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Removing Erlang dead code with Xref

Brujo Benavides Written by Brujo Benavides, October 09, 2018

Dead code (as in functions that are not used anywhere) tends to pile up in big projects if you leave them unattended. Using one of Xref’s most underrated features, you will be able to detect and remove what you do not need anymore.

10-15 minute read


We have already written several articles in this blog explaining how we use Erlang/OTP extensively to build our real-time bidding platform servers, among other things.

These systems are big and they have been around for a long time by now. Just like any big old system, they contain some pieces of code that are not used anymore. To be clear: they are not broken, they are even properly covered by tests and all, but they’re not in use in production.

In Erlang these pieces of dead code manifest themselves as unused functions. To be precise: they are unused *exports* since unused but not-exported functions are detected at compile time.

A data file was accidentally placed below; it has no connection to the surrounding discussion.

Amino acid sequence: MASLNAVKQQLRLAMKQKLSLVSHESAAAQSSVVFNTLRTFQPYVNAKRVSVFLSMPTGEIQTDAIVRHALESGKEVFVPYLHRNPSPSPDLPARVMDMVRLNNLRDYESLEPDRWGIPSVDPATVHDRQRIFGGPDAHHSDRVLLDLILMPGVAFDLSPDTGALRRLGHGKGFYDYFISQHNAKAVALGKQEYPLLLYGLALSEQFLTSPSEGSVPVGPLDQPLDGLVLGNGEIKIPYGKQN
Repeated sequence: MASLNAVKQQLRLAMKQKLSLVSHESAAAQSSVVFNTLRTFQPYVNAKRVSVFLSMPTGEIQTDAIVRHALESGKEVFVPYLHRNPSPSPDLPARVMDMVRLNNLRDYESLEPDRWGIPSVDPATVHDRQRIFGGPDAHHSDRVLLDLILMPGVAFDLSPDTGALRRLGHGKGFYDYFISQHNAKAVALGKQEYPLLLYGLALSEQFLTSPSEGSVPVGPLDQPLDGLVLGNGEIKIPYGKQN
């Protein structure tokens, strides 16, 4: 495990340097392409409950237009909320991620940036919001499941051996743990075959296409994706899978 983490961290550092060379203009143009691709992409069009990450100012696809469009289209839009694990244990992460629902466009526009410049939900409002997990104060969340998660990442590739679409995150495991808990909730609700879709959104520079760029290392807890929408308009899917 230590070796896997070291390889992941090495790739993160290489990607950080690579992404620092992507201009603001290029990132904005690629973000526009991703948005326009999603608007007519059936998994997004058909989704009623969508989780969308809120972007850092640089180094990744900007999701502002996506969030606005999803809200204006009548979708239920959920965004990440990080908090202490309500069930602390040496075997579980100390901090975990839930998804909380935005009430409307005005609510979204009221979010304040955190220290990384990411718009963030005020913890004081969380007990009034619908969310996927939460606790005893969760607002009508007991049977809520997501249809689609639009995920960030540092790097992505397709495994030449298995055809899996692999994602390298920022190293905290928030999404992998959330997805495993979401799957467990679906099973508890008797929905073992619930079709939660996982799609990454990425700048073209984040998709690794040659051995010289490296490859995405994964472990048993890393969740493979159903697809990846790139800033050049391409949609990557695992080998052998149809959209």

Finding unused exports in a big system can be tough. Luckily, Erlang/OTP already gives us a tool to do just that: Xref.

Xref is a cross reference tool that can be used for finding dependencies between functions, modules, applications and releases.

If you manage your projects with rebar3, you can use Xref by simply running the following command:

$ rebar3 xref

If you had not specified anything about Xref in your rebar.config, that will check your entire project and perform all possible checks. Since, for big projects, the list of warnings that generates tends to be long, people usually have something like this in their configuration:

{xref_checks, [
    undefined_function_calls,
    locals_not_used,
    deprecated_function_calls
]}.

In other words, with that list the report will only include:

You can find the full list of available checks in rebar3 docs, but I want you to notice that since the last 2 are also detected by the compiler (if you have the proper warnings enabled) the only effective check that’s being performed is undefined_function_calls. It’s a fine check to run, but it won’t help us with our original dead code issue.